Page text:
Doctoral students seminar (May 22, 2018)

Laura Scarbath-Evers on “Oligothiophenes on nano-structured surfaces: from single-molecule adsorption to multilayer thin film morphology ”

and Martin Kordts on “The effect of multiple compressions/expansions on interfacial morphology of hydrophobins”

Location: 
Martin-Luther-Universität Halle-Wittenberg 
Von-Danckelmann-Platz 3, SR 1.09 
06120 Halle (Saale) 

Time: 3.30pm - 5.00pm 

Link to Google-Maps

Abstracts

Oligothiophenes on nano-structured surfaces: from single-molecule adsorption to multilayer thin film morphology

Laura Katharina Scarbath-Evers

We investigate the transition from single oligothiophene molecules to oligothiophene layers on nanostructured gold surfaces using full density functional theory (DFT) calculations as well as hybrid quantum mechanics/molecular mechanics (QM/MM) approaches.
The oligothiophene α-sexithiophene (α-6T) is an organic semiconductor that has already found application in electronic devices, such as organic thin film transistors. However, an optimization of the device performance requires a detailed understanding of the interplay between the packing structure of the molecules and their electronic properties.
On the one hand, we focus on how the competition between molecule-surface and molecule-molecule interactions determines the interface morphology of several organic layers. Our results reveal that the presence of the surface mainly affects the structure of the first layer whereas already in the second layer the transition from the flat lying monolayer structure, enforced by the surface, to the staggered bulk structure of α-6T occurs.
On the other hand, we investigate in detail how the molecule-metal interactions determine the structure as well as preferred adsorption sites of α-6T single molecules on reconstructed surfaces. So far, theoretical studies of organic adsorbates on metal surfaces have focused on adsorption processes on ideal surfaces. However, many surfaces exhibit complex reconstructions leading to large unit cells that are challenging for surface science studies.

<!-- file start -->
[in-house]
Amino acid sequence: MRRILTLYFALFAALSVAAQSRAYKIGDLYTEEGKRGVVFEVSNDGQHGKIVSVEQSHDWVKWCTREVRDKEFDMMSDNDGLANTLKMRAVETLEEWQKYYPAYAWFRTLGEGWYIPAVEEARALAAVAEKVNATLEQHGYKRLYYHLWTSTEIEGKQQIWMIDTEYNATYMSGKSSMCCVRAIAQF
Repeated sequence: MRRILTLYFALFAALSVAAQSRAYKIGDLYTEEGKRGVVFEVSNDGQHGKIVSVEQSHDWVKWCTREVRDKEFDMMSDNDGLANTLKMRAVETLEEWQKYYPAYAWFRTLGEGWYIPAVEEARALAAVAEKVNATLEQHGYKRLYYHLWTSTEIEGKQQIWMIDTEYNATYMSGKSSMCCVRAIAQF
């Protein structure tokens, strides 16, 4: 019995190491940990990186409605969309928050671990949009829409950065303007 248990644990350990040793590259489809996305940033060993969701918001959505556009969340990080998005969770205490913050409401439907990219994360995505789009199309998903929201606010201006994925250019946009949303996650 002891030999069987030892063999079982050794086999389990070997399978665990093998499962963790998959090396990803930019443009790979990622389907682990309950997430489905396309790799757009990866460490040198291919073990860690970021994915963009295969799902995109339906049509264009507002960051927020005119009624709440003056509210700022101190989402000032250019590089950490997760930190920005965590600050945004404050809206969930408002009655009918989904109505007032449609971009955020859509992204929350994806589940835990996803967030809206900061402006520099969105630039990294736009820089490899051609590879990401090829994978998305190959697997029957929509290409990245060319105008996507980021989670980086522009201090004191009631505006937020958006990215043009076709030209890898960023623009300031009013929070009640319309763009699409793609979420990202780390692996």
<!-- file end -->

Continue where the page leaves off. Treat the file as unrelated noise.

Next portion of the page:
We find that due to its corrugation pattern the reconstructed Au(100) surface offers a wide range of adsorption sites than can be broadly classified into on-ridge and in-valley types with energetic adsorption preferences for the latter. Surprisingly, when initially placed on an energetically ill-favored on-ridge position the molecule strongly alters the surface reconstruction and creates itself an energetically more suitable adsorption environment. The ability of the substrate to adapt in such a way to the molecular adsorption proofs the necessity to explicitly include the surface reconstruction into the theoretical description of adsorption processes.

The effect of multiple compressions/expansions on interfacial morphology of hydrophobins
Martin Kordts
Hydrophobins are small amphiphilic fungal proteins. They are historically divided into two classes based on their hydropathy and solubility of their self-assembled structures.
The main focus of this talk is the influence of areal constraint and multiple compressions and expansions on these morphologies. We investigated the self-assembled structures of class I SC3 from Schizophyllum commune and
class II HFBII from Trichoderma reesei transferred to mica from the air/water interface by the Langmuir-Schaefer (LS) technique using atomic force microscopy (AFM).
While both classes initially form similar surface membranes, films of class I hydrophobins transition into insoluble rodlets whereas class II hydrophobins can dissociate again reversibly.[1] While the vast majority of publications mentions “several compressions” [2] no systematic studies of multiple cycles of constraint and relieve could be found.
Surprisingly, both proteins showed similar dendritic structures at pressures of 13 mN/m and above, although the primary structures they assemble into are vastly different.
[1] Gebbink, M.F., et al., Amyloids–a functional coat for microorganisms. Nat Rev Microbiol, 2005. 3(4): p. 333-41.
[2] Linder, M.B., Hydrophobins: Proteins that self assemble at interfaces. Current Opinion in Colloid & Interface Science, 2009. 14(5): p. 356-363.

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